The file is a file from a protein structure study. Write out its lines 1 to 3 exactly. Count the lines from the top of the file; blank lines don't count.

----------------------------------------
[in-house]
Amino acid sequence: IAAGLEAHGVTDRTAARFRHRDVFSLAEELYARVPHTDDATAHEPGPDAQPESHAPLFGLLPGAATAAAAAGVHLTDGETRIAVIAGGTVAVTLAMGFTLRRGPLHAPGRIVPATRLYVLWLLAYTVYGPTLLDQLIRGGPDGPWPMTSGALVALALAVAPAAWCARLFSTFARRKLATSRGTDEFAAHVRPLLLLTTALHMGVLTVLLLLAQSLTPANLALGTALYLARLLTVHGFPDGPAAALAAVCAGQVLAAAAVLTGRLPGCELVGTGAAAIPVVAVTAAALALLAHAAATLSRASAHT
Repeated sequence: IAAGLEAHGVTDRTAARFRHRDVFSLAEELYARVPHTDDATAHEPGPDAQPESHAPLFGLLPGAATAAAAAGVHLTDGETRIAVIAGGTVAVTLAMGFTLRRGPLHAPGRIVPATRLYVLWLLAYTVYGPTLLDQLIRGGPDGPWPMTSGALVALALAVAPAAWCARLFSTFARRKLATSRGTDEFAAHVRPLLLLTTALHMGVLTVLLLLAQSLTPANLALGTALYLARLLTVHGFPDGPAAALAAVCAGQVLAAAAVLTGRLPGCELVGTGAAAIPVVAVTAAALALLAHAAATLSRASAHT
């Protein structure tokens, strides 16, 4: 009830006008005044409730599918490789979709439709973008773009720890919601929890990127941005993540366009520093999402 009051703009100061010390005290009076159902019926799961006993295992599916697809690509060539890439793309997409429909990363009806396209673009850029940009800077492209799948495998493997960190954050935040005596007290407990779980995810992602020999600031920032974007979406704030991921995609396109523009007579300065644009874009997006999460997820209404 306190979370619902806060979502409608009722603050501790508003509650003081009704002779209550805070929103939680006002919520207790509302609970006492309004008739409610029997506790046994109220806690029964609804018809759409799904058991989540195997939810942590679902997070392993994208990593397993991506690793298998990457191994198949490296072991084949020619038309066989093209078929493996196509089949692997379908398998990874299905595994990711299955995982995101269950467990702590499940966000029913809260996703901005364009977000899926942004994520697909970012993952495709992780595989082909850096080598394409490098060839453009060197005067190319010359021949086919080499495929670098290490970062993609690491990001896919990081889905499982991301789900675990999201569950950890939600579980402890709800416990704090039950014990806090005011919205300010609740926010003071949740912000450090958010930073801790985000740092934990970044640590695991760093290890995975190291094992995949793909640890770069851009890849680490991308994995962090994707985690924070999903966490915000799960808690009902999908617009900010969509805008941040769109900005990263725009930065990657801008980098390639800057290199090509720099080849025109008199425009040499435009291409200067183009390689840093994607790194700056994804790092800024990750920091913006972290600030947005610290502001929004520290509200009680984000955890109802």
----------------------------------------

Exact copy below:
[in-house]
Amino acid sequence: IAAGLEAHGVTDRTAARFRHRDVFSLAEELYARVPHTDDATAHEPGPDAQPESHAPLFGLLPGAATAAAAAGVHLTDGETRIAVIAGGTVAVTLAMGFTLRRGPLHAPGRIVPATRLYVLWLLAYTVYGPTLLDQLIRGGPDGPWPMTSGALVALALAVAPAAWCARLFSTFARRKLATSRGTDEFAAHVRPLLLLTTALHMGVLTVLLLLAQSLTPANLALGTALYLARLLTVHGFPDGPAAALAAVCAGQVLAAAAVLTGRLPGCELVGTGAAAIPVVAVTAAALALLAHAAATLSRASAHT
Repeated sequence: IAAGLEAHGVTDRTAARFRHRDVFSLAEELYARVPHTDDATAHEPGPDAQPESHAPLFGLLPGAATAAAAAGVHLTDGETRIAVIAGGTVAVTLAMGFTLRRGPLHAPGRIVPATRLYVLWLLAYTVYGPTLLDQLIRGGPDGPWPMTSGALVALALAVAPAAWCARLFSTFARRKLATSRGTDEFAAHVRPLLLLTTALHMGVLTVLLLLAQSLTPANLALGTALYLARLLTVHGFPDGPAAALAAVCAGQVLAAAAVLTGRLPGCELVGTGAAAIPVVAVTAAALALLAHAAATLSRASAHT